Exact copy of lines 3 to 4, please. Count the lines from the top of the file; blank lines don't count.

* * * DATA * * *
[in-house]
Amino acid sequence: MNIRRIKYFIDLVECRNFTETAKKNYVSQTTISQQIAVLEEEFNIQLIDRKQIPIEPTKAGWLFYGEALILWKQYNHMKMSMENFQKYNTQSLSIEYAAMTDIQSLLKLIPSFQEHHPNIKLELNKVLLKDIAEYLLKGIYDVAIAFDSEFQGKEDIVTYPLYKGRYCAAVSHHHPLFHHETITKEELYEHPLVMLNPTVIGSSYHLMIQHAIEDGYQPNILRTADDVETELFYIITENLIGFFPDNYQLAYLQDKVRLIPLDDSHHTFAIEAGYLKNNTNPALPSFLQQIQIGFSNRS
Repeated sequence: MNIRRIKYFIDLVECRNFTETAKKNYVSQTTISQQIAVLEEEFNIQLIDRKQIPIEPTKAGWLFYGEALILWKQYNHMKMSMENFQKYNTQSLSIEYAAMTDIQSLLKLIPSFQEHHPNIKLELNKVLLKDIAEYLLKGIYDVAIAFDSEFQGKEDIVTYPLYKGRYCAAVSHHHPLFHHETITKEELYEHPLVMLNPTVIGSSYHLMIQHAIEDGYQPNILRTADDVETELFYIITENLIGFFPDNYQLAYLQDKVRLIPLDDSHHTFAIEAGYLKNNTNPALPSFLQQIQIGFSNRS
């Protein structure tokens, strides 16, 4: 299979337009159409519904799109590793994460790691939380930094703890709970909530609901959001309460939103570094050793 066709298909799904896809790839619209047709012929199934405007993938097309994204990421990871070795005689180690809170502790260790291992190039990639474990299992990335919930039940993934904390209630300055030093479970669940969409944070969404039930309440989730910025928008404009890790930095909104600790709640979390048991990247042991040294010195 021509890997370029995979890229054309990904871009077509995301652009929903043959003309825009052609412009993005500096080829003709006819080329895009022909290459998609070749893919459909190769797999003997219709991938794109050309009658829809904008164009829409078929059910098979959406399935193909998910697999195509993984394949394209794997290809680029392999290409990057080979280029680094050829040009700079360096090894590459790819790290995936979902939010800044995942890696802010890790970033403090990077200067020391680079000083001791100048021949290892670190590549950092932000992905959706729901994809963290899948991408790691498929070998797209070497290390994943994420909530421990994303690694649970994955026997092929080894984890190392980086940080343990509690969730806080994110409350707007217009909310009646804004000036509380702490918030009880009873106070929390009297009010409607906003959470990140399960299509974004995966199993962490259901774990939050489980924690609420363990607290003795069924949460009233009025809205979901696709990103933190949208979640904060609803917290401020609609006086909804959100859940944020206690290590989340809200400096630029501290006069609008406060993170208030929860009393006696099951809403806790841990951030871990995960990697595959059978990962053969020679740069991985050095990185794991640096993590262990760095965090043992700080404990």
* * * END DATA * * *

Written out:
Repeated sequence: MNIRRIKYFIDLVECRNFTETAKKNYVSQTTISQQIAVLEEEFNIQLIDRKQIPIEPTKAGWLFYGEALILWKQYNHMKMSMENFQKYNTQSLSIEYAAMTDIQSLLKLIPSFQEHHPNIKLELNKVLLKDIAEYLLKGIYDVAIAFDSEFQGKEDIVTYPLYKGRYCAAVSHHHPLFHHETITKEELYEHPLVMLNPTVIGSSYHLMIQHAIEDGYQPNILRTADDVETELFYIITENLIGFFPDNYQLAYLQDKVRLIPLDDSHHTFAIEAGYLKNNTNPALPSFLQQIQIGFSNRS
């Protein structure tokens, strides 16, 4: 299979337009159409519904799109590793994460790691939380930094703890709970909530609901959001309460939103570094050793 066709298909799904896809790839619209047709012929199934405007993938097309994204990421990871070795005689180690809170502790260790291992190039990639474990299992990335919930039940993934904390209630300055030093479970669940969409944070969404039930309440989730910025928008404009890790930095909104600790709640979390048991990247042991040294010195 021509890997370029995979890229054309990904871009077509995301652009929903043959003309825009052609412009993005500096080829003709006819080329895009022909290459998609070749893919459909190769797999003997219709991938794109050309009658829809904008164009829409078929059910098979959406399935193909998910697999195509993984394949394209794997290809680029392999290409990057080979280029680094050829040009700079360096090894590459790819790290995936979902939010800044995942890696802010890790970033403090990077200067020391680079000083001791100048021949290892670190590549950092932000992905959706729901994809963290899948991408790691498929070998797209070497290390994943994420909530421990994303690694649970994955026997092929080894984890190392980086940080343990509690969730806080994110409350707007217009909310009646804004000036509380702490918030009880009873106070929390009297009010409607906003959470990140399960299509974004995966199993962490259901774990939050489980924690609420363990607290003795069924949460009233009025809205979901696709990103933190949208979640904060609803917290401020609609006086909804959100859940944020206690290590989340809200400096630029501290006069609008406060993170208030929860009393006696099951809403806790841990951030871990995960990697595959059978990962053969020679740069991985050095990185794991640096993590262990760095965090043992700080404990």